Christian Rodriguez works to complete his composite project at the National Masonry Championships held in conjunction with the 48th annual SkillsUSA National Leadership and Skills Conference, held at H. Roe Bartle Convention Center in Kansas City, Mo.
Christian Rodriguez works to complete his composite project at the National Masonry Championships held in conjunction with the 48th annual SkillsUSA National Leadership and Skills Conference, held at H. Roe Bartle Convention Center in Kansas City, Mo.
Christian Rodriguez, in uniform, is shown with his mother, Beverly K. Noah who passed away in 2011. “She was one of my motivations in going back to school,” says Rodriguez. “She kept telling me that it is never too late to make something of yourself.”
Christian Rodriguez, in uniform, is shown with his mother, Beverly K. Noah who passed away in 2011. “She was one of my motivations in going back to school,” says Rodriguez. “She kept telling me that it is never too late to make something of yourself.”

He didn’t have a plan when he graduated from high school in Oklahoma, but he does now.

After a year of junior college, Christian Rodriguez decided that he was “not ready” for more school. He enlisted in the U.S. Army and served three years in the infantry. Following his own military service, he temporarily moved to Washington, D.C. to provide care for his brother-in-law who had been severely injured in combat in Afghanistan.

Back home in Broken Bow, Okla, he thought about the G.I. Bill.

“My Mom was one of my motivations in going back to school. She kept telling me that it’s never too late to make something of yourself,” says Rodriguez.

“I thought I should take advantage of the G.I. Bill . . . and my mother did, too,” says Rodriguez. “I had done some construction. My brother builds homes. So, I enrolled in the masonry program at Kiamichi Technology Center, Isabel, Okla.”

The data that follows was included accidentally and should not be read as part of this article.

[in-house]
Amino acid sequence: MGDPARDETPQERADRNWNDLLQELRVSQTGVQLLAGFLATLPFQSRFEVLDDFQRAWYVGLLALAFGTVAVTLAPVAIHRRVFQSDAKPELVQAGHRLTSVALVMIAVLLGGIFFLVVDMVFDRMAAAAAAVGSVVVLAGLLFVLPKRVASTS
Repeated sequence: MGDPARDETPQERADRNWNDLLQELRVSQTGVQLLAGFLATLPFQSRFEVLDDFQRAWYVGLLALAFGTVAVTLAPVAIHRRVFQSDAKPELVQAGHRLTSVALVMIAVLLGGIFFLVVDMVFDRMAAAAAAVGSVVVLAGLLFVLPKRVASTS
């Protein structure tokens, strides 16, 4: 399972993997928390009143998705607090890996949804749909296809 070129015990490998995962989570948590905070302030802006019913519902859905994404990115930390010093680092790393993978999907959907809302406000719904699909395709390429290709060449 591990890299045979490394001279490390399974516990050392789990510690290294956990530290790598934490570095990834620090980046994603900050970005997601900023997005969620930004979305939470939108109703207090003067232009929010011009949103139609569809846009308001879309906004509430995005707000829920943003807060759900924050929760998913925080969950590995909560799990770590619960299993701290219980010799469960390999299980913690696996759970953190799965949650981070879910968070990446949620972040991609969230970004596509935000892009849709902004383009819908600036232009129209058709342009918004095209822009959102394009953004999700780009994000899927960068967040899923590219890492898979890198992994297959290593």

“I was surprised. I was better than I thought I’d be!” Rodriguez reports.

His masonry instructor, Jeff Dunn, says he was a very good student. “He started as a full-time student; and after his first year, Christian finished second in the state masonry competition. He finished the program this year (2012), took first place in the state contest and competed in the national competition in Kansas City.”

Rodriguez called Dunn’s class a “great experience” and his trip to Kansas City for the SkillsUSA National Masonry Championships a “once in a lifetime experience.”

“He was an excellent student,” Dunn concludes. “I wish I had a room-full of students like him.”

The student-teacher relationship continues. “I’ve gone out on my own,” reports Rodriguez. “I’m trying to build a business. Mr. Dunn refers work to me that the school and his students can’t do.”

Dunn reports that Rodriguez has taken the initiative to print business cards, has decals on his truck and has even run advertising in the local newspaper.

In the meantime, Rodriguez is taking full advantage of the G.I. Bill by taking additional courses at Eastern Oklahoma University that he can transfer next year to Oklahoma State University where he plans to pursue a degree in construction management.

He’s also taking advantage of a savings program offered by his Choctaw Tribe. “The Choctaw Asset Building (CAB) Program is a two-to-one matched savings program for start-up businesses,” explains Rodriguez. “So, by the time I get my degree, I should have saved enough to buy the equipment I’ll need.”

Christian Rodriguez has a plan.